dc.date.available2011-10-26T19:28:10Z-
dc.date.issued2011-10-26en_GB
dc.date.accessioned2011-10-26T19:28:10Z-
dc.identifier.citation2009 National Teaching Institute Research Abstracts. American Journal of Critical Care, 18(3), e1-e17.en_GB
dc.conference.date2009en_GB
dc.conference.nameNational Teaching Institute and Critical Care Expositionen_GB
dc.conference.hostAmerican Association of Critical-Care Nursesen_GB
dc.conference.locationNew Orleans, Louisiana, USAen_GB
dc.identifier.citation2009 National Teaching Institute Research Abstracts. American Journal of Critical Care, 18(3), e1-e17.en_GB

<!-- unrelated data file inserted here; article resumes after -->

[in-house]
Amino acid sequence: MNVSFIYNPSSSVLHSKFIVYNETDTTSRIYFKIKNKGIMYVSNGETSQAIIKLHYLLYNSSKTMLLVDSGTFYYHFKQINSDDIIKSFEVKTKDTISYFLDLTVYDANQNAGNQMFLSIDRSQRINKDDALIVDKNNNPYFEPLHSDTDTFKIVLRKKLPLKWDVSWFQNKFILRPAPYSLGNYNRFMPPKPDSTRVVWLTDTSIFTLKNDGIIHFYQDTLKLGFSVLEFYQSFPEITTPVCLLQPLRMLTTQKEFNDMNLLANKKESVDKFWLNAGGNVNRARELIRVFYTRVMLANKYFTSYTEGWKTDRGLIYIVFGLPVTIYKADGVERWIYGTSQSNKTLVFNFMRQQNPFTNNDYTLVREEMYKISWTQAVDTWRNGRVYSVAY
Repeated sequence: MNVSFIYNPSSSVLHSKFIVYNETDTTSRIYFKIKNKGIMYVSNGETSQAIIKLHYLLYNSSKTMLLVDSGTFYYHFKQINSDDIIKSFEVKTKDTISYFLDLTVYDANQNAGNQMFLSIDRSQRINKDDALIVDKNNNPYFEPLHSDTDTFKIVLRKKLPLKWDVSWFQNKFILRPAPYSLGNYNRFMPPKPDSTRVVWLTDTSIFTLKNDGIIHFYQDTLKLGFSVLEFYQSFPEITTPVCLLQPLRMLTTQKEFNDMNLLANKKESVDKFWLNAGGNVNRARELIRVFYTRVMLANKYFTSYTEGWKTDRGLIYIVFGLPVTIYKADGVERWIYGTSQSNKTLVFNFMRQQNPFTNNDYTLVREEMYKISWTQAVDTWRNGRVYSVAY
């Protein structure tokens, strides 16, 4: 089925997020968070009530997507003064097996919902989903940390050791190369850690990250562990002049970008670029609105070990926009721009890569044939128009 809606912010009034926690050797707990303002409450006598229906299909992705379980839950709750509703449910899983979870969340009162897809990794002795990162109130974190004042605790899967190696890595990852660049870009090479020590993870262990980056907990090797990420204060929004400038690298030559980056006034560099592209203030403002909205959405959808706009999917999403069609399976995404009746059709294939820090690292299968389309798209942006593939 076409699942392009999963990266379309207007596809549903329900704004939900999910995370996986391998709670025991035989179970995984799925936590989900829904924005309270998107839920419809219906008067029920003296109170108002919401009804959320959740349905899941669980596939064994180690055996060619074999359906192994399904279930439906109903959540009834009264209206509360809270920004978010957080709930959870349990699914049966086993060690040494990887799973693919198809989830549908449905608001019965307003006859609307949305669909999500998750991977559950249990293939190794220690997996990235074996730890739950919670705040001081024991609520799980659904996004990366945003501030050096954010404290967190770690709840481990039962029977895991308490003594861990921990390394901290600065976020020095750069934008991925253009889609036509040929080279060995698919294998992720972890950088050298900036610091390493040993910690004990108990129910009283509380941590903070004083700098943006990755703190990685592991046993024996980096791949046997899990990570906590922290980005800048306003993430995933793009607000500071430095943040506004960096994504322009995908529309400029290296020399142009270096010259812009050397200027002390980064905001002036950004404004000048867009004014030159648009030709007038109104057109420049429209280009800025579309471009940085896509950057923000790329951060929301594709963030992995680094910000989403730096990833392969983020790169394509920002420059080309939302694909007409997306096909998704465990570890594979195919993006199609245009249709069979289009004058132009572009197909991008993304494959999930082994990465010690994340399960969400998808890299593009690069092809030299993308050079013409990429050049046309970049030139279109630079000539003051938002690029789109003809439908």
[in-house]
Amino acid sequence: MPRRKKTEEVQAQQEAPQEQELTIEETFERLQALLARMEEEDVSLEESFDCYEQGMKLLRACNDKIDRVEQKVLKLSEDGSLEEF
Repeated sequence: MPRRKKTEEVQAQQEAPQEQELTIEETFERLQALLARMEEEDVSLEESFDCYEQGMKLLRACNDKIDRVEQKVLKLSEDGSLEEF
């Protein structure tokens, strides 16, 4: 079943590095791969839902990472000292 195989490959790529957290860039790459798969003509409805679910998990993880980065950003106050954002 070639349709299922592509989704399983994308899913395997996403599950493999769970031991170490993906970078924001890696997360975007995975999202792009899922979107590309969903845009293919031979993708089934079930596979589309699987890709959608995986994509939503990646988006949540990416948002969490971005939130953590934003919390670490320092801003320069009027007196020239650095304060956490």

dc.description.noteThis is an abstract-only submission. If the author has submitted a full-text item based on this abstract, you may find it by browsing the Virginia Henderson Global Nursing e-Repository by author. If author contact information is available in this abstract, please feel free to contact him or her with your queries regarding this submission. Alternatively, please contact the conference host, journal, or publisher (according to the circumstance) for further details regarding this item. If a citation is listed in this record, the item has been published and is available via open-access avenues or a journal/database subscription. Contact your library for assistance in obtaining the as-published article.-